3. Kenneth Rogoff, 1996. "The Purchasing Power Parity Puzzle," Journal of Economic Literature, American Economic Association, vol. 34(2), pages 647-668, June.
  4. Claudio Soto, 2003. "The Effects of Nominal and Real Shocks on the Chilean Real Exchange Rate During the Nineties," Working Papers Central Bank of Chile 220, Central Bank of Chile.
  5. Michael Funke, 2000. "Macroeconomic Shocks in Euroland vs the UK: Supply, Demand, or Nominal?," Quantitative Macroeconomics Working Papers 20001, Hamburg University, Department of Economics.
  6. Maurice Obstfeld & Kenneth Rogoff, 2000. "The Six Major Puzzles in International Macroeconomics: Is There a Common Cause?," NBER Working Papers 7777, National Bureau of Economic Research, Inc.
  7. Weber, Axel A., 1997. "Sources of Purchasing Power Disparities Between the G3-Economies," Discussion Paper Serie B 419, University of Bonn, Germany.
  8. Olivier Jean Blanchard & Danny Quah, 1988. "The Dynamic Effects of Aggregate Demand and Supply Disturbance," Working papers 497, Massachusetts Institute of Technology (MIT), Department of Economics.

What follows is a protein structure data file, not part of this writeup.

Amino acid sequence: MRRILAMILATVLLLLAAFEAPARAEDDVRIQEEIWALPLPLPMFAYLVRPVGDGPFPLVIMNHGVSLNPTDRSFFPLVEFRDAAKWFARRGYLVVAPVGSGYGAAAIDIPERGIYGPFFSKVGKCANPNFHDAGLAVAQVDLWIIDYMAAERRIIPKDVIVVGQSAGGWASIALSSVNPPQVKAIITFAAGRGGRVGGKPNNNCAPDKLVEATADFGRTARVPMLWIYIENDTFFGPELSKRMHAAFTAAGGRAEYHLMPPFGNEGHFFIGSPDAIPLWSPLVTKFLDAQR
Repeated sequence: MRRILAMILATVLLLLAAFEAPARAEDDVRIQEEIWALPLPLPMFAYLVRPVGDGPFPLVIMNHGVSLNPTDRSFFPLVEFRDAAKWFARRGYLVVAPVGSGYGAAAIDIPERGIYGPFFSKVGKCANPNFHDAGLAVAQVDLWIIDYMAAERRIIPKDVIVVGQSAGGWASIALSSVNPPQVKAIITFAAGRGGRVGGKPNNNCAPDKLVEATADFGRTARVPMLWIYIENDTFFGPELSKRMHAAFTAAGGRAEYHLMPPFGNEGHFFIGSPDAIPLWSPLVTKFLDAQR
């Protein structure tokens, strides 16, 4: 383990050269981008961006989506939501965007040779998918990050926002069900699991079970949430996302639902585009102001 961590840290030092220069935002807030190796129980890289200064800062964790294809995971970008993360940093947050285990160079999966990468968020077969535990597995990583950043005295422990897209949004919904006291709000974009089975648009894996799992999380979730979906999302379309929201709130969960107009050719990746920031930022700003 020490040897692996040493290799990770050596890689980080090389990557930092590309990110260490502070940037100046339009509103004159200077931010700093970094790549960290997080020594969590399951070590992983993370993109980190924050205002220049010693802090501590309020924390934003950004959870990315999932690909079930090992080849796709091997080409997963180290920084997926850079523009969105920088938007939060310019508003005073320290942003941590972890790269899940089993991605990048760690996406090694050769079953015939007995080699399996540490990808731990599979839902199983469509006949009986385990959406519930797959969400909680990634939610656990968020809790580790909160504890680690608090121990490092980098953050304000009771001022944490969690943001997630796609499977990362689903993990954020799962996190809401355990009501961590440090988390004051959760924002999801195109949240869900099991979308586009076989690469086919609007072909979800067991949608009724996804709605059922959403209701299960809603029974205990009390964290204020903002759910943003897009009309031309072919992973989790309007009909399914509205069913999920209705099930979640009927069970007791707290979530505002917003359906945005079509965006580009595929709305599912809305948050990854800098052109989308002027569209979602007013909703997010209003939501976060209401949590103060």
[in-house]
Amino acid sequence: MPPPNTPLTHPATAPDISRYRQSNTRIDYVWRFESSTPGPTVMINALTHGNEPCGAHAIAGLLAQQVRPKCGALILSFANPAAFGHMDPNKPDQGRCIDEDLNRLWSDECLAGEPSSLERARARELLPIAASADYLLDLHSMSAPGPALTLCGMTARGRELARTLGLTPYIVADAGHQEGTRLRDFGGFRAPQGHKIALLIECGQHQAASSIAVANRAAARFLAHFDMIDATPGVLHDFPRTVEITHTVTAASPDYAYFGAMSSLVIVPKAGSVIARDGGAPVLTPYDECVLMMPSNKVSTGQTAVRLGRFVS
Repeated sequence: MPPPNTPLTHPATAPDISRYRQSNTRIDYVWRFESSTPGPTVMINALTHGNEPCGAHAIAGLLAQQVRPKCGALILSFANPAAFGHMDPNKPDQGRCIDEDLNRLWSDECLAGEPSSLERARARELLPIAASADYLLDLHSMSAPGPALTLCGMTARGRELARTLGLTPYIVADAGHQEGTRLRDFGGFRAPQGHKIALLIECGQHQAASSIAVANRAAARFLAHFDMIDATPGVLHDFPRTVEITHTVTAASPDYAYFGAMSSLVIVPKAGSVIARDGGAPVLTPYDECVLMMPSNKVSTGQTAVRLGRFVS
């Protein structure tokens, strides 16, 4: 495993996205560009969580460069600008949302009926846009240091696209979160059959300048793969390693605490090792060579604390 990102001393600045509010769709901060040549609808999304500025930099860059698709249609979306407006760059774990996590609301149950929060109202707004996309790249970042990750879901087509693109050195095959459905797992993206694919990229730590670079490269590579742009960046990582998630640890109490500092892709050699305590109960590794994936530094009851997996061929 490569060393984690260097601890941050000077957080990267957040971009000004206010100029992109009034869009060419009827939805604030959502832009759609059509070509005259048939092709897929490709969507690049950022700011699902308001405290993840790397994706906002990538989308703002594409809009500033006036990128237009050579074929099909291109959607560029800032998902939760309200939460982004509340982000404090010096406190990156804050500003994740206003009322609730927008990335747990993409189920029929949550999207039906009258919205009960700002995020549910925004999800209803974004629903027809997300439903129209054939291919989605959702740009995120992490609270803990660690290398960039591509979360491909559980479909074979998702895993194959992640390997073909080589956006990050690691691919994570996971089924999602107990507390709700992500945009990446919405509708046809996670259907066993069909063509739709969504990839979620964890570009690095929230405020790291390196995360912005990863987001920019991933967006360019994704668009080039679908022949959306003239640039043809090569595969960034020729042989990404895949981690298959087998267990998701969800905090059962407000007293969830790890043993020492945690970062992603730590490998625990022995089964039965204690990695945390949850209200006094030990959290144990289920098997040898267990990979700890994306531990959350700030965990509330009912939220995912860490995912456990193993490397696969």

9. Lastrapes, William D, 1992. "Sources of Fluctuations in Real and Nominal Exchange Rates," The Review of Economics and Statistics, MIT Press, vol. 74(3), pages 530-39, August.
  10. Zenon Kontolemis & Kevin Ross, 2005. "Exchange Rate Fluctuations in the New Member States of the European Union," Macroeconomics 0504015, EconWPA.
  11. Blanchard, Olivier Jean & Quah, Danny, 1993. "The Dynamic Effects of Aggregate Demand and Supply Disturbances: Reply," American Economic Review, American Economic Association, vol. 83(3), pages 653-58, June.
  12. Tamim Bayoumi, 1991. "The Effect of the ERMon Participating Economies," IMF Working Papers 91/86, International Monetary Fund.
  13. Farrant, Katie & Peersman, Gert, 2006. "Is the Exchange Rate a Shock Absorber or a Source of Shocks? New Empirical Evidence," Journal of Money, Credit and Banking, Blackwell Publishing, vol. 38(4), pages 939-961, June.
  14. Dornbusch, Rudiger, 1976. "Expectations and Exchange Rate Dynamics," Journal of Political Economy, University of Chicago Press, vol. 84(6), pages 1161-76, December.
  15. Robert A. Mundell, 1962. "The Appropriate Use of Monetary and Fiscal Policy for Internal and External Stability," IMF Staff Papers, Palgrave Macmillan, vol. 9(1), pages 70-79, March.